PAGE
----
Philadelphia renaissance doesn't stop urban exodus
When she first came to the Philadelphia in 1990, Lorraine Farquhar was dazzled by the idea of living downtown.
"Then I looked at what it would cost me in real estate tax, city wage [taxes], and auto insurance, and I watched the price of a house I could afford go down and down and down," says Ms. Farquhar, an education executive. "I realized I could get much more for my money in the suburbs."
It's a realization shared by about 150,000 of her compatriots. During the 1990s, Philadelphia lost 9.4 percent of its population - more than any other county in the United States- many of them to surrounding counties, a Census report released this month found.
While tales of Americans fleeing the cities for the suburbs date back to the 1950s, the loss is striking both for the volume and because it comes at a time when a number of US cities, Philadelphia included, are experiencing a cultural and economic renewal.
"They're much more attractive today as places to live and work than they were even 10 years ago," says Daniel Lichter, director of the Population Research Institute at Penn State University. "I think that trend [of urban revival] is going to accelerate over the next decade.
Change is slow, but steady
But, Professor Lichter adds, the renaissance will "take a long time, because it's taken a long time to reach the state we're in right now."
When Ed Rendell began his term as Philadelphia mayor at the beginning of the decade, the city was teetering on the verge of bankruptcy.
Mayor Rendell, who disputes the Census report, began to transform the city, revitalizing the downtown area with a new convention center (which will host the 2000 Republican convention) and an Avenue of the Arts. The Walt Disney Co. is building an entertainment complex, which is scheduled to open early next century.
In addition, a host of new hotels have sprung up, the airport has undergone a renovation, and the mayor has appointed a strong, no-nonsense chief of police. All this has made for a thriving after-dark urban center.
"Philadelphia has become a cultural center," says Susan, an executive in her 40s, who owns property in the city and asked that her last name not be used. "In addition to the cultural richness, the city's undergone a restaurant renaissance, so there's incredible cuisine available."
These improvements - most of which have occurred in the past five years - have gone a long way toward turning around the vital center of the city, but in surrounding neighborhoods, long-standing problems still hold.
Crime, taxes send people out the door
Heading the list of reasons for the exodus, say surburbanites interviewed for the piece, is the city's tax structure. There's a 4.6 percent city wage tax for anyone either living or working in the city (although that's lower than in previous years). In addition, the 7 percent sales tax is higher than in adjacent counties.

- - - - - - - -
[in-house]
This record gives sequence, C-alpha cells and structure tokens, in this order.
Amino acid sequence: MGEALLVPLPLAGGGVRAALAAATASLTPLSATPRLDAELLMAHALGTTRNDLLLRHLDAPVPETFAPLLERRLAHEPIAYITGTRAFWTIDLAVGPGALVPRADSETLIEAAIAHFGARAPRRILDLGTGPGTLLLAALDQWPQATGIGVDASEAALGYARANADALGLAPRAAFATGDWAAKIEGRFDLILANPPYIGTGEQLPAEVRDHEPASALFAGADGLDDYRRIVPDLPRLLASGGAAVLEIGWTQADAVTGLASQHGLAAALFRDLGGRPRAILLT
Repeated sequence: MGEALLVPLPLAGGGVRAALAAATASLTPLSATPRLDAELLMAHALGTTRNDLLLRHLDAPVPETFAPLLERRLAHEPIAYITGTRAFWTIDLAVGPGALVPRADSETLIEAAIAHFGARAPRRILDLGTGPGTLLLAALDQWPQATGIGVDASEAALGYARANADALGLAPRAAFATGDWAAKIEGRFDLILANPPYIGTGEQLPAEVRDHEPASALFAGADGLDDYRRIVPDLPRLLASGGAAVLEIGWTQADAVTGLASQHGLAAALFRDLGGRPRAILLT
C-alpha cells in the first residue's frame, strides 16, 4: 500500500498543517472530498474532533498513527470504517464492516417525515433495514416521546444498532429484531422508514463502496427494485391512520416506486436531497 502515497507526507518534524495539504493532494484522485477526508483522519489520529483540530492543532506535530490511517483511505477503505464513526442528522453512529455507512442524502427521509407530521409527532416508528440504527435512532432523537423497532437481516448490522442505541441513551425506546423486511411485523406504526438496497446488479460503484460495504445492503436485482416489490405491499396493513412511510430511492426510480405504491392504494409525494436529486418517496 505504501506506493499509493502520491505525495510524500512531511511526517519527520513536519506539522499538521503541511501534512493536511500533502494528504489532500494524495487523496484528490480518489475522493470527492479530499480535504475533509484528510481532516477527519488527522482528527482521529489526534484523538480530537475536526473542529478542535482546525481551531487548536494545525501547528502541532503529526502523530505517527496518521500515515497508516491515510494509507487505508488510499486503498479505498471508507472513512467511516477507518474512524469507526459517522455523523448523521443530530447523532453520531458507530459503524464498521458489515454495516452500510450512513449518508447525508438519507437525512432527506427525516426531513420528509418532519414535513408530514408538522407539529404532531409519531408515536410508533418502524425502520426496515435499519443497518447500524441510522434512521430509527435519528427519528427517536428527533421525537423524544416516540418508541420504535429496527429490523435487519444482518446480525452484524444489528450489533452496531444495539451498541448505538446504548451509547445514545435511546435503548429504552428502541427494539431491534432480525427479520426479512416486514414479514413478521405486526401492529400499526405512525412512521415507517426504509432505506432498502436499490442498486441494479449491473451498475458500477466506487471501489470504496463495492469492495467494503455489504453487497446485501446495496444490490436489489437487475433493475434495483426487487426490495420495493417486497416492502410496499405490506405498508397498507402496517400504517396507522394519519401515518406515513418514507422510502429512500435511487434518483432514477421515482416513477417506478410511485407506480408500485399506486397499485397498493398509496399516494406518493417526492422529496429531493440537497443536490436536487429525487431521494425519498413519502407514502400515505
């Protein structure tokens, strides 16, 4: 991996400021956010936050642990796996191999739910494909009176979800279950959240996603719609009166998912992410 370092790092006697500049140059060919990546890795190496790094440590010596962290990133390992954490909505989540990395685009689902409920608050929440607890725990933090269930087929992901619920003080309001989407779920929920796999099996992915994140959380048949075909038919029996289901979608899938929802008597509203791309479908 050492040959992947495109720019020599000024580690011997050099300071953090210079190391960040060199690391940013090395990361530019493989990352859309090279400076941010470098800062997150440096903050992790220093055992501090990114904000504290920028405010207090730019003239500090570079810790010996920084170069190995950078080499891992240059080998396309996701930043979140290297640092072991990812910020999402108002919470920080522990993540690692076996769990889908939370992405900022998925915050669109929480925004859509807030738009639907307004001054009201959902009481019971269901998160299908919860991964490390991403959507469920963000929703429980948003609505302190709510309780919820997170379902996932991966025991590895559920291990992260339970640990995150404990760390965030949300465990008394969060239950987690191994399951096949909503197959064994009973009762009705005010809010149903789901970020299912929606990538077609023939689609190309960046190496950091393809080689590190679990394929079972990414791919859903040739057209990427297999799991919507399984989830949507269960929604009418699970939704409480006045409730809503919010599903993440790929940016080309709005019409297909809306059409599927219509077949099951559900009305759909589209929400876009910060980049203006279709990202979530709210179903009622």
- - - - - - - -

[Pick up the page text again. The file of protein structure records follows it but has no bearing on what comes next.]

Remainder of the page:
Crime is also a major concern. "I keep a gun in my home, because I've been broken into a couple of times, including once when I was in the house," says Susan. "But ... it's hard to get the attention of police. You've gotta be raped or killed before they're going to investigate it."
The loss of people is particularly troubling if Philadelphia wants to continue its reforms.
"If you're concerned about the future of Philadelphia," says Eugene Ericksen, a professor of sociology and statistics at Temple University here, "you should be concerned about these numbers."
For Reynolds Faley, vice president of the Russell Sage Foundation, a research group in New York, employment is the key to population growth. "If employment grows rapidly for a period, there will likely be a shortage of workers and a rise in wages," Mr. Faley says. "This, in turn, will attract migrants to the location."
Philadelphia, Faley says, "seems to lack some of the economic benefits that characterize other large metropolitan areas - the growth of the financial services industry in New York and Chicago..." as well as "the boom in the automobile industry that has raised wages and created something of a labor shortage in metropolitan Detroit."
Sam Katz, a Republican candidate for mayor in Philadelphia's next election, says that attention to the census figures is "absolutely critical. Ten years ago, we had a city that was on the verge of financial collapse. We were bleeding red ink then; now we're bleeding people," Mr. Katz says. "Every time we lose a person, we lose power and then lose the ability to impact change. We lose the people who provide the glue that keeps neighborhoods together."
Saturating the suburbs?
But at some not-too-distant point, the suburbs are going to reach a saturation level and start sending people back to the city.
"In many cases, the growing suburbs are faced with some of the same issues that plagued the cities 30 or 40 years ago," Lichter of Penn State says. "There's some concern among urban planners that what happened in urban America will happen in suburban areas in the next 10 to 20 years."